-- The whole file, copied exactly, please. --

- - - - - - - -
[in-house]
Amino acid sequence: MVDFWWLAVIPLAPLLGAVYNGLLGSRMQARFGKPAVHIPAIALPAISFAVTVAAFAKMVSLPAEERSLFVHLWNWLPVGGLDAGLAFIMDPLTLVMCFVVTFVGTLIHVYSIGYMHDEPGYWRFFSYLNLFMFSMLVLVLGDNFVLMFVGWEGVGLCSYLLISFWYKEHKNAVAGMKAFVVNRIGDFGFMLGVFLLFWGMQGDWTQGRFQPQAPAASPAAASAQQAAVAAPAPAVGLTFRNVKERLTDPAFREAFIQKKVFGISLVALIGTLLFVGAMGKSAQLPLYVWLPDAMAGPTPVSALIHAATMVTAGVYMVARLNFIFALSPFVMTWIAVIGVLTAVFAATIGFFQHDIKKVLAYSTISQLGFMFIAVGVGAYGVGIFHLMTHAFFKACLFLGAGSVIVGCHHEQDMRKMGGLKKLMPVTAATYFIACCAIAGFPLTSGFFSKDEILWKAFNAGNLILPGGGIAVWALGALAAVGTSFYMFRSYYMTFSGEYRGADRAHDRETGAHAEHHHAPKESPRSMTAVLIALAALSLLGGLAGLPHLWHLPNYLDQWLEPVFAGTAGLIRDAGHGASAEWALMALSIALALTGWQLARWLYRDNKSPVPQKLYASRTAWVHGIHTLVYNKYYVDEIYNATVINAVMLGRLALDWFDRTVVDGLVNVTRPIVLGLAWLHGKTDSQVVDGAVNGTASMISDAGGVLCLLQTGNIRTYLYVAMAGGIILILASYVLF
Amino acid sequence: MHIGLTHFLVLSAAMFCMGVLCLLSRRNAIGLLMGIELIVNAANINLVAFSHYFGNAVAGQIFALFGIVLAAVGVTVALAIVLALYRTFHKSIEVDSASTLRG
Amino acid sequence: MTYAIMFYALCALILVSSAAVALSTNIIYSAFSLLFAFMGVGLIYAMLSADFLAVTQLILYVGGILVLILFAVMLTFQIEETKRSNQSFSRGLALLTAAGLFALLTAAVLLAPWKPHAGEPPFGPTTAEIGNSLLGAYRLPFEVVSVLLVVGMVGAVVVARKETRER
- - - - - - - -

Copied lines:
[in-house]
Amino acid sequence: MVDFWWLAVIPLAPLLGAVYNGLLGSRMQARFGKPAVHIPAIALPAISFAVTVAAFAKMVSLPAEERSLFVHLWNWLPVGGLDAGLAFIMDPLTLVMCFVVTFVGTLIHVYSIGYMHDEPGYWRFFSYLNLFMFSMLVLVLGDNFVLMFVGWEGVGLCSYLLISFWYKEHKNAVAGMKAFVVNRIGDFGFMLGVFLLFWGMQGDWTQGRFQPQAPAASPAAASAQQAAVAAPAPAVGLTFRNVKERLTDPAFREAFIQKKVFGISLVALIGTLLFVGAMGKSAQLPLYVWLPDAMAGPTPVSALIHAATMVTAGVYMVARLNFIFALSPFVMTWIAVIGVLTAVFAATIGFFQHDIKKVLAYSTISQLGFMFIAVGVGAYGVGIFHLMTHAFFKACLFLGAGSVIVGCHHEQDMRKMGGLKKLMPVTAATYFIACCAIAGFPLTSGFFSKDEILWKAFNAGNLILPGGGIAVWALGALAAVGTSFYMFRSYYMTFSGEYRGADRAHDRETGAHAEHHHAPKESPRSMTAVLIALAALSLLGGLAGLPHLWHLPNYLDQWLEPVFAGTAGLIRDAGHGASAEWALMALSIALALTGWQLARWLYRDNKSPVPQKLYASRTAWVHGIHTLVYNKYYVDEIYNATVINAVMLGRLALDWFDRTVVDGLVNVTRPIVLGLAWLHGKTDSQVVDGAVNGTASMISDAGGVLCLLQTGNIRTYLYVAMAGGIILILASYVLF
Amino acid sequence: MHIGLTHFLVLSAAMFCMGVLCLLSRRNAIGLLMGIELIVNAANINLVAFSHYFGNAVAGQIFALFGIVLAAVGVTVALAIVLALYRTFHKSIEVDSASTLRG
Amino acid sequence: MTYAIMFYALCALILVSSAAVALSTNIIYSAFSLLFAFMGVGLIYAMLSADFLAVTQLILYVGGILVLILFAVMLTFQIEETKRSNQSFSRGLALLTAAGLFALLTAAVLLAPWKPHAGEPPFGPTTAEIGNSLLGAYRLPFEVVSVLLVVGMVGAVVVARKETRER